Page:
At the beginning of the year, who would have thought it was possible to transition an entire company to work remotely? We now know this is not only possible, but effective. The UK government is even exploring whether the right to work from home could be enshrined in law, so staff can continue operating remotely after lockdown.
While many businesses are contemplating how a return to the office might look, remote working will no doubt become commonplace. There are many tech learnings from lockdown that could benefit both businesses and employees once factored into future working practices.
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Doing remote working right
While lockdown has shown we can stay productive when working remotely, it has also been a steep learning curve. Our research among UK workers revealed that many have been struggling to maintain a work-life balance during lockdown with the proliferation of communications apps and the need to use personal devices and apps for work. This has meant many have struggled to separate work and personal life, which could have long-term impacts on mental health.
If the first phase of remote working was about keeping employees productive, in the second, longer term phase we’ll see businesses turning to dedicated business communication and collaboration solutions. This will help staff stay connected, minimising the need to manage multiple communications channels.
Making secure video conferencing the norm
The uptake in video conferencing has been enormous and, when we do return to normal, this experience has shown us that we don’t always need to travel for face-to-face meetings. This could mean fewer flights or driving to meetings, a reduction in carbon emissions, as well as saving time and travel costs.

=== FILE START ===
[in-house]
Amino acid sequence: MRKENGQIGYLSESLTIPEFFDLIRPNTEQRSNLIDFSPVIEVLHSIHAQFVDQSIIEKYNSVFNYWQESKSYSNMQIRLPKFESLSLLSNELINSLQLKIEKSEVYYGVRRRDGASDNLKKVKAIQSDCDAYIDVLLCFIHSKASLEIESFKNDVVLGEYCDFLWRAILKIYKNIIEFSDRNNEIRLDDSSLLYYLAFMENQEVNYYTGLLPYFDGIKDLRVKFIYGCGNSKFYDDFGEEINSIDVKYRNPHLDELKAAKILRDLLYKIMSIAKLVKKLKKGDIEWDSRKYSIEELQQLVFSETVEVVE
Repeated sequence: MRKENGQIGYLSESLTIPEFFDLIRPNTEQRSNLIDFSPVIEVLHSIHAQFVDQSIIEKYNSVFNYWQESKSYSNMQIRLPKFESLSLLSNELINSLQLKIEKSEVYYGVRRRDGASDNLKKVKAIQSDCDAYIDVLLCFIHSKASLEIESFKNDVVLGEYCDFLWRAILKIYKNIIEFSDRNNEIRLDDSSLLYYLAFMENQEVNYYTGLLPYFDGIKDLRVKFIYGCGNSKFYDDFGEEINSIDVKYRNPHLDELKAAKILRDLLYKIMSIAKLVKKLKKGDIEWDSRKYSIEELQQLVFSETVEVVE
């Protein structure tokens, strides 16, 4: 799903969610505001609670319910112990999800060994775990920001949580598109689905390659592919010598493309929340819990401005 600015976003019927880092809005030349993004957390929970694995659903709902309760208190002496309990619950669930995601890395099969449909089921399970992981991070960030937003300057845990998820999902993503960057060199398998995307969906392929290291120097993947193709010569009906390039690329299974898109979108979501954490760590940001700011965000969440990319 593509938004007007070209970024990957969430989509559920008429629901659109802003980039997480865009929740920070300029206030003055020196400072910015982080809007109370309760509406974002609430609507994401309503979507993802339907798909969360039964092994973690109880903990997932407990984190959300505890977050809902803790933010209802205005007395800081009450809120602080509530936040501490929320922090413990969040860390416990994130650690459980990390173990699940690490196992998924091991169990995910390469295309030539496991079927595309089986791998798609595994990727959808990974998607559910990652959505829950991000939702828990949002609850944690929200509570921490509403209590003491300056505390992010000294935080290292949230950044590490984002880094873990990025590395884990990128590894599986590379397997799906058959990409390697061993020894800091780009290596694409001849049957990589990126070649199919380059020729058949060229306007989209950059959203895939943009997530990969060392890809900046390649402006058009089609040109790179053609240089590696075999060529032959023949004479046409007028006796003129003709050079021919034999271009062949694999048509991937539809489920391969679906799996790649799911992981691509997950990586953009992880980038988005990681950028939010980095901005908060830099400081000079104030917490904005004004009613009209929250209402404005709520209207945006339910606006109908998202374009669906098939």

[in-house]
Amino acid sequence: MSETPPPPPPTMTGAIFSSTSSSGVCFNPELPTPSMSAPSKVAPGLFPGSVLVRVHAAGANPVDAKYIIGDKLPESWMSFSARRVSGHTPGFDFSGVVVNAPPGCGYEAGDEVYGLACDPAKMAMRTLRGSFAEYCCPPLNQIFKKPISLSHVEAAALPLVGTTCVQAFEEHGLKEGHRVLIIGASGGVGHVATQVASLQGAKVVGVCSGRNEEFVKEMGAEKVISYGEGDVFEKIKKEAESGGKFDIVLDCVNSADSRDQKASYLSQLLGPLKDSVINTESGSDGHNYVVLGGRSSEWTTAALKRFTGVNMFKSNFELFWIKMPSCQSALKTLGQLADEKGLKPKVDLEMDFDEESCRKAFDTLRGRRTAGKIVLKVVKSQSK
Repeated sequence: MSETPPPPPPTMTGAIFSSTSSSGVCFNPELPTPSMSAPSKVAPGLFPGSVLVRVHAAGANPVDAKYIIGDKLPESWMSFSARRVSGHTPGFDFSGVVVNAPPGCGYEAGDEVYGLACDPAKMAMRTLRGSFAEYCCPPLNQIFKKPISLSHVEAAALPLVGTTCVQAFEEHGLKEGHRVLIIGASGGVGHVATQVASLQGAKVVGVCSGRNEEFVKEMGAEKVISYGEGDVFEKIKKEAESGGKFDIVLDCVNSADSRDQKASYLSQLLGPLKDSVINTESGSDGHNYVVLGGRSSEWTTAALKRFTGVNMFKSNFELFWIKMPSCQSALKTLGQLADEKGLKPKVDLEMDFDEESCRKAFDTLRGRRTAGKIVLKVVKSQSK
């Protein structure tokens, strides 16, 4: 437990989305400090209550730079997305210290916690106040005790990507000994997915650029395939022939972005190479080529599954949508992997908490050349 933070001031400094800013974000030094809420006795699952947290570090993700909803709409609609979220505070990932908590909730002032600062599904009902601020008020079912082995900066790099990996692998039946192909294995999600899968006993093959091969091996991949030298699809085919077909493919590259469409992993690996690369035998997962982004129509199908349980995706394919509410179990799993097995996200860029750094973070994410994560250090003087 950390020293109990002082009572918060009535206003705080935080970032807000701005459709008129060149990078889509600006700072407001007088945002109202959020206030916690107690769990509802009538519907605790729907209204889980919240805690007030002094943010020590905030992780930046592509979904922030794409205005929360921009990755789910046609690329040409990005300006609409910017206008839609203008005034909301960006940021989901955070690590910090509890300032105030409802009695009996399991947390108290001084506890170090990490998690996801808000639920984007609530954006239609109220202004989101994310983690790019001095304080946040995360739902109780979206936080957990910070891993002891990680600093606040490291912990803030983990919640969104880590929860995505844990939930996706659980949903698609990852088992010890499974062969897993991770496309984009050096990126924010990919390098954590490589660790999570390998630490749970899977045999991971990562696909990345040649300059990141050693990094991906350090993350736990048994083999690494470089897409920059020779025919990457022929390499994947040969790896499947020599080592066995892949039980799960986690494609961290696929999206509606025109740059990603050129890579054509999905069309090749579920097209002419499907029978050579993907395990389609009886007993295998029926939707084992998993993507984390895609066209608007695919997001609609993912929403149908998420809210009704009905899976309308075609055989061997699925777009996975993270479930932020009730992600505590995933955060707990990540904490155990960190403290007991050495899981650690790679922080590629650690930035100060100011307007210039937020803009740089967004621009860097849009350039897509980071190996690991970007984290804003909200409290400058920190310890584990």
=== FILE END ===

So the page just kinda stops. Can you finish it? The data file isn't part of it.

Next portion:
However, as the usage of video conferencing platforms has exploded, cyberattacks have also been on the rise, highlighting the need for a secure video platform when collaborating with others.
Being prepared for future business continuity threats
This crisis has taught us that anything can happen - and IT teams are seeing their continuity plans tested by the reality of the current situation.
Now the initial transition is over, it is time for businesses to ask themselves: did our continuity plan work? Use this time to document and review what you have in place and what was effective.
Ask employees for feedback to get insights on day-to-day usage. Consider analysing the business metrics that determine productivity in your organisation to gather data on the effectiveness of IT systems in place. For example, have sales figures increased? Have engineering teams still been able to develop code? Have customer support agents maintained call volumes or customer satisfaction metrics?
Once you have the data, use this to consider how your support systems have performed. Would you change anything? Now that you’ve put your plans into practice, have some systems been more valuable than you had previously thought? Which tools are you using most, and which might be redundant?
Use this opportunity to review the systems you have in place to make sure they are fit for purpose. While legacy systems may be functional in the short term, longer term they become unfit for use due to their dependency on remote VPNs (opens in new tab) and datacenters, whose capacity can’t keep up with demand. However, cloud-based solutions are designed for use in a remote distributed model and have inherent security features built into their service offering. As normality returns, consider switching to a cloud-based solution that can offer this continuity in future.
The last few months have been a steep learning curve for both IT and business leaders, as well as workers across the world. Let’s make sure these lessons aren’t forgotten when life eventually returns to normal.
Morgan Watts is Head of IT at 8x8 (opens in new tab)
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